Far too many people are looking for the right person, instead of trying to be the right person.
5. Never Waste Time
That was my biggest mistake. I continued for too long doing things I already knew how to do.
As a writer I was doing stories I was assigned instead of ones I thought were important. The wasting of time is the thing I worry about the most, because when you get to my age, you realise time is all there is.
6. Live Your Own Life
When I said women have become the men we once wanted to marry, I didn't mean it deeply. I just meant occupationally, because I think in the past, women who wanted to be writers or lawyers themselves married a man who was a writer or a lawyer.
But I have yet to be on a university campus where most women weren't worried about some aspect of combining marriage, children and a career. And I've yet to find one where many men were worrying about the same thing.
7. Refuse To Fear Fear
When you attempt something new, there is always fear. A couple of helpful slogans for me have been these: "Follow the fear" and "Fear is a sign of growth".
8. Follow your instinct
Working in Manhattan in the Sixties was like Mad Men, only worse.
I went to J. Walter Thompson for an interview, which was the biggest advertising agency at the time. They explained that I could not work with the clients because clients did not want to work with women. I could do research.
The same was true at Time magazine. Men write, women research - that was the hidebound system.
If you were not subservient, you were not giving men their due. Originally I wasn't disillusioned because my expectations were not very high. Then some unconscious part of me said no, I don't want to do this. It is unfair.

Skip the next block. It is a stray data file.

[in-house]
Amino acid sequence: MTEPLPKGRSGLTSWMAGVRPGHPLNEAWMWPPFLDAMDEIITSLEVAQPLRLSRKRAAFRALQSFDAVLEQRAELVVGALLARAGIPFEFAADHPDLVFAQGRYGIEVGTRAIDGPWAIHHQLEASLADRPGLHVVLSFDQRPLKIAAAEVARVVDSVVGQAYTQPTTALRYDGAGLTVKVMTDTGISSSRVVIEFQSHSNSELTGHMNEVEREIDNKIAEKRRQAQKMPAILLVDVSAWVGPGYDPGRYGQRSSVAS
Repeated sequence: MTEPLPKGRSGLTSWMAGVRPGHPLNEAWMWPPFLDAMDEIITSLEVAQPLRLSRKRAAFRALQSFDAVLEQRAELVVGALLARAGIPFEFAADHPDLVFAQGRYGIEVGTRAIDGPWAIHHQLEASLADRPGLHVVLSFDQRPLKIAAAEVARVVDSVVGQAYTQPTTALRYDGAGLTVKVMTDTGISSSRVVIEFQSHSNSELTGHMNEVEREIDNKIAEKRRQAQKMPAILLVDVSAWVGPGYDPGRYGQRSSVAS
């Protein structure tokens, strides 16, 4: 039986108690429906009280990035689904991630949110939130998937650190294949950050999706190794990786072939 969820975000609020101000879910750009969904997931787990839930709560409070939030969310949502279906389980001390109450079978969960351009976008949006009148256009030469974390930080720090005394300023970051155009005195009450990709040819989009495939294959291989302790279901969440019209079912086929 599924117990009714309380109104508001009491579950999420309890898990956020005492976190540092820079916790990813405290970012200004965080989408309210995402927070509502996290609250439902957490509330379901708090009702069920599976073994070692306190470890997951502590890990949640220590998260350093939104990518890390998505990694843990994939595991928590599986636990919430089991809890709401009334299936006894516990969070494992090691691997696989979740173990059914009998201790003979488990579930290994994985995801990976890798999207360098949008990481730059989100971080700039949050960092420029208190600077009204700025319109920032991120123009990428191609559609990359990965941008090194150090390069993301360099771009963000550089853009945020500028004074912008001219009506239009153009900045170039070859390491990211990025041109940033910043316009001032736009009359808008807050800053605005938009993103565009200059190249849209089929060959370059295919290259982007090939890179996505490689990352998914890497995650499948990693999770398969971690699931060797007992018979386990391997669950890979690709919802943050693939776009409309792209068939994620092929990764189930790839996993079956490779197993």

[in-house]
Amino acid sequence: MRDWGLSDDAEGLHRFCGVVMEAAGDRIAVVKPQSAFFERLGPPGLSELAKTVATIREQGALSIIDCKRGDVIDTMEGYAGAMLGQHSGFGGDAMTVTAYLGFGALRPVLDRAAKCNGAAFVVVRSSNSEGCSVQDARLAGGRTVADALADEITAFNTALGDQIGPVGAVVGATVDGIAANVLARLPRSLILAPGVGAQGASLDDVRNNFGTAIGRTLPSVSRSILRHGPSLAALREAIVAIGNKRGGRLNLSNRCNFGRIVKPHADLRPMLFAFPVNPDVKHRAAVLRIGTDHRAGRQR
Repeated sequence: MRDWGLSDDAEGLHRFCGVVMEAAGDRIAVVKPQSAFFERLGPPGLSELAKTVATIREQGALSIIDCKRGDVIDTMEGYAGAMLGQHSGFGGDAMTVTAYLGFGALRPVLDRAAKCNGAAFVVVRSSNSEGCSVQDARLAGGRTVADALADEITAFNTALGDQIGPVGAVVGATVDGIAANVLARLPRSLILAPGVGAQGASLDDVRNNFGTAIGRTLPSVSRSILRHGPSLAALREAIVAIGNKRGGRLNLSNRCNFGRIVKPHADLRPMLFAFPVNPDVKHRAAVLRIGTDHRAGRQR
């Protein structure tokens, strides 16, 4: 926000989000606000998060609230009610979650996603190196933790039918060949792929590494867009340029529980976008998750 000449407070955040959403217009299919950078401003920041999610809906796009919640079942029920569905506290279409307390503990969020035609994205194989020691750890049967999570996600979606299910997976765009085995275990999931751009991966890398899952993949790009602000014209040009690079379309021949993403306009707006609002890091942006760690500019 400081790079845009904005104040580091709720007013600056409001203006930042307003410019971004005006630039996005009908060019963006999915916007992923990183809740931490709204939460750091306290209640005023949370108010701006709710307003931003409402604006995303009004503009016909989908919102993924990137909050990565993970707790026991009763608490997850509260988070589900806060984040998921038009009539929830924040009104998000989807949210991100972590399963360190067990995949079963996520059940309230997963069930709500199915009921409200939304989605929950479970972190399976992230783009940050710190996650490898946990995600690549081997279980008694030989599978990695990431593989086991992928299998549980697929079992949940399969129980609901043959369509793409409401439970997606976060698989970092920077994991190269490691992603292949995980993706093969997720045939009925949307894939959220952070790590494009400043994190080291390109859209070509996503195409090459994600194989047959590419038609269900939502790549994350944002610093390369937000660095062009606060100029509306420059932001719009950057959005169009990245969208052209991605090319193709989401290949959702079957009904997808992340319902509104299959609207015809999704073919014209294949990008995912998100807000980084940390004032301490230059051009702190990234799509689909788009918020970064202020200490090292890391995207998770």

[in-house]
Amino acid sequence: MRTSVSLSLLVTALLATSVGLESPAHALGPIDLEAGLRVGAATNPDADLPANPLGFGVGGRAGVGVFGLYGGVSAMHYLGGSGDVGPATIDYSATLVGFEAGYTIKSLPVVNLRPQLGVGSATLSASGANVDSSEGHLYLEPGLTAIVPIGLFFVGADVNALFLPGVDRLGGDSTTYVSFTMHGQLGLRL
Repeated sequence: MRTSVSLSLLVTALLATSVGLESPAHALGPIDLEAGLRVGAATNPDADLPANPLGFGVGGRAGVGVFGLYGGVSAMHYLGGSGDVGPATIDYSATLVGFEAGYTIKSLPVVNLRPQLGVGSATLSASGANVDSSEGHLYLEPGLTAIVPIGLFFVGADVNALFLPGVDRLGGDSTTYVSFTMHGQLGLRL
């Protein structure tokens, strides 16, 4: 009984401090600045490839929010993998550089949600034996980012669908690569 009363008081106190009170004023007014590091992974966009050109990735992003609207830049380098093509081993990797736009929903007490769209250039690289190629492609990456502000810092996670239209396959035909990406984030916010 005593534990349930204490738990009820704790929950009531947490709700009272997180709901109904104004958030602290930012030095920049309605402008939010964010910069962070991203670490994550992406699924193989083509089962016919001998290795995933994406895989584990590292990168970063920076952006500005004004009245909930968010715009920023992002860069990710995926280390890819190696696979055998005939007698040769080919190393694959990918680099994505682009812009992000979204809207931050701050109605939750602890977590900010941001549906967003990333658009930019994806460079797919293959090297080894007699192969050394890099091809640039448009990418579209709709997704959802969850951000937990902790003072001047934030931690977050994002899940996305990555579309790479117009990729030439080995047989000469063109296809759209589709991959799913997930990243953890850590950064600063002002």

I've seen enough change to know that more will come.
9. Be Yourself
We grow neither better nor worse as we get old, but more like ourselves.
10. You Can't Have It All Yet
Yes women can have it all, a career and a baby - but not until men have both, too. What I mean is, not until men are equal parents. At the moment it is still a double burden for women, one that's very difficult.
11. Plan Your Finances
I very much worried about money until I was about 50. I always imagined I would end up being a bag lady, and I tried to deal with this by saying, well, at least I'll organise the other bag ladies.
It was only after 50 that I began to save money. Now I have a home that I own and, whatever happens, I won't be a bag lady any more.
12. Fight Botox Pressure
The increase in plastic surgery and Botox really worries me. I don't see these procedures as anti-feminist.
What I feel is there is no individual fault, it's a collective social pressure.
I'm not for or against it, but I would like to remove the societal pressures that create it.
It seems to me that to blame the individual is a bit like blaming the victim for something that is just a pressure in society. There is huge pressure on everyone.
13. Turn old Lovers Into Friends
Especially if you not only loved but liked each other, too.
This is a big one that I try to tell students. It might take years to get over whatever the imbalance was, but the truth is the two of you shared something that no one else knows.
And you will always have that. It is never going to go away.
14. Don't have regrets
When people ask me if I regret not having children, I can feel the pressure to say "yes".
But I don't and I never did. When I was much younger I assumed I had to have children. I assumed everyone had to have children.
But someone said once that not everyone with vocal chords is an opera singer. And not everyone with a womb needs to be a mother.
When The Pill came along we were able to give birth - to ourselves.
Even today I still feel such gratitude towards the Pill, and I think there are millions who feel this.
* Gloria Steinem's memoir, My Life On The Road, is published by OneWorld